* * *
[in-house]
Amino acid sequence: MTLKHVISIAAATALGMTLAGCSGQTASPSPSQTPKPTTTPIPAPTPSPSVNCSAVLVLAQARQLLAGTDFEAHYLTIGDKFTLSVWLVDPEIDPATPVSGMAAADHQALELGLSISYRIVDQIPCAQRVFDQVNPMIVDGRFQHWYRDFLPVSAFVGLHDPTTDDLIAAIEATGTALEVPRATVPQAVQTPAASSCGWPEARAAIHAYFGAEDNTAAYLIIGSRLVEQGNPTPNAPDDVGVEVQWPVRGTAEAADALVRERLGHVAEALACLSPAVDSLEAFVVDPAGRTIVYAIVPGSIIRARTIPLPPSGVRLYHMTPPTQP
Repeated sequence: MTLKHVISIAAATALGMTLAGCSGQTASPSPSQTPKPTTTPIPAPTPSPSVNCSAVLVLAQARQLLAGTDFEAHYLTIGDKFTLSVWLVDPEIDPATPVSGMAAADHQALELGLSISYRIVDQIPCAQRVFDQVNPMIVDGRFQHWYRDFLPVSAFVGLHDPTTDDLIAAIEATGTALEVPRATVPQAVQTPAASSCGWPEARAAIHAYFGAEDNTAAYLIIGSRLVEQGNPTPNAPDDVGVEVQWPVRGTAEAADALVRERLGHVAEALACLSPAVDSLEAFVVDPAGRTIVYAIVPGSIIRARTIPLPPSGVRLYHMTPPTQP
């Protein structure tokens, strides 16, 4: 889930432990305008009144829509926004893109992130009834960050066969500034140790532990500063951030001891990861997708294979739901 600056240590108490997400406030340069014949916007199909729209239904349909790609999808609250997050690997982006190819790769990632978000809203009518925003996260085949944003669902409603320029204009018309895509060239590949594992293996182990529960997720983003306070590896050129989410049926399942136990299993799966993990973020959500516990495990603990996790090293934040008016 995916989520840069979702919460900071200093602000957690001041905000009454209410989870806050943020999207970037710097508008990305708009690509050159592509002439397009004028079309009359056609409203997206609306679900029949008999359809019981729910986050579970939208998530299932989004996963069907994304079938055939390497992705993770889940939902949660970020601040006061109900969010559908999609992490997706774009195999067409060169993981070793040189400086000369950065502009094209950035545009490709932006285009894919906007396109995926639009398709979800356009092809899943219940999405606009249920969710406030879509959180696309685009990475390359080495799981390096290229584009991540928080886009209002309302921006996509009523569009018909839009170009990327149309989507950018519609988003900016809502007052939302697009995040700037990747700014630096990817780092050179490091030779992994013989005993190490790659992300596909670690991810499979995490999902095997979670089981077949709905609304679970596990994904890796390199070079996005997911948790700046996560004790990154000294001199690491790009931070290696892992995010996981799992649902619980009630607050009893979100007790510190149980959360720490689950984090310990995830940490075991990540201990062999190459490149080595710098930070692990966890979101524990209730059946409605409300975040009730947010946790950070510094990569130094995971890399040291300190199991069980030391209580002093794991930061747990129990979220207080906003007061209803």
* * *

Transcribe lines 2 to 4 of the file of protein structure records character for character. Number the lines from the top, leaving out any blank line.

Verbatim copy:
Amino acid sequence: MTLKHVISIAAATALGMTLAGCSGQTASPSPSQTPKPTTTPIPAPTPSPSVNCSAVLVLAQARQLLAGTDFEAHYLTIGDKFTLSVWLVDPEIDPATPVSGMAAADHQALELGLSISYRIVDQIPCAQRVFDQVNPMIVDGRFQHWYRDFLPVSAFVGLHDPTTDDLIAAIEATGTALEVPRATVPQAVQTPAASSCGWPEARAAIHAYFGAEDNTAAYLIIGSRLVEQGNPTPNAPDDVGVEVQWPVRGTAEAADALVRERLGHVAEALACLSPAVDSLEAFVVDPAGRTIVYAIVPGSIIRARTIPLPPSGVRLYHMTPPTQP
Repeated sequence: MTLKHVISIAAATALGMTLAGCSGQTASPSPSQTPKPTTTPIPAPTPSPSVNCSAVLVLAQARQLLAGTDFEAHYLTIGDKFTLSVWLVDPEIDPATPVSGMAAADHQALELGLSISYRIVDQIPCAQRVFDQVNPMIVDGRFQHWYRDFLPVSAFVGLHDPTTDDLIAAIEATGTALEVPRATVPQAVQTPAASSCGWPEARAAIHAYFGAEDNTAAYLIIGSRLVEQGNPTPNAPDDVGVEVQWPVRGTAEAADALVRERLGHVAEALACLSPAVDSLEAFVVDPAGRTIVYAIVPGSIIRARTIPLPPSGVRLYHMTPPTQP
């Protein structure tokens, strides 16, 4: 889930432990305008009144829509926004893109992130009834960050066969500034140790532990500063951030001891990861997708294979739901 600056240590108490997400406030340069014949916007199909729209239904349909790609999808609250997050690997982006190819790769990632978000809203009518925003996260085949944003669902409603320029204009018309895509060239590949594992293996182990529960997720983003306070590896050129989410049926399942136990299993799966993990973020959500516990495990603990996790090293934040008016 995916989520840069979702919460900071200093602000957690001041905000009454209410989870806050943020999207970037710097508008990305708009690509050159592509002439397009004028079309009359056609409203997206609306679900029949008999359809019981729910986050579970939208998530299932989004996963069907994304079938055939390497992705993770889940939902949660970020601040006061109900969010559908999609992490997706774009195999067409060169993981070793040189400086000369950065502009094209950035545009490709932006285009894919906007396109995926639009398709979800356009092809899943219940999405606009249920969710406030879509959180696309685009990475390359080495799981390096290229584009991540928080886009209002309302921006996509009523569009018909839009170009990327149309989507950018519609988003900016809502007052939302697009995040700037990747700014630096990817780092050179490091030779992994013989005993190490790659992300596909670690991810499979995490999902095997979670089981077949709905609304679970596990994904890796390199070079996005997911948790700046996560004790990154000294001199690491790009931070290696892992995010996981799992649902619980009630607050009893979100007790510190149980959360720490689950984090310990995830940490075991990540201990062999190459490149080595710098930070692990966890979101524990209730059946409605409300975040009730947010946790950070510094990569130094995971890399040291300190199991069980030391209580002093794991930061747990129990979220207080906003007061209803």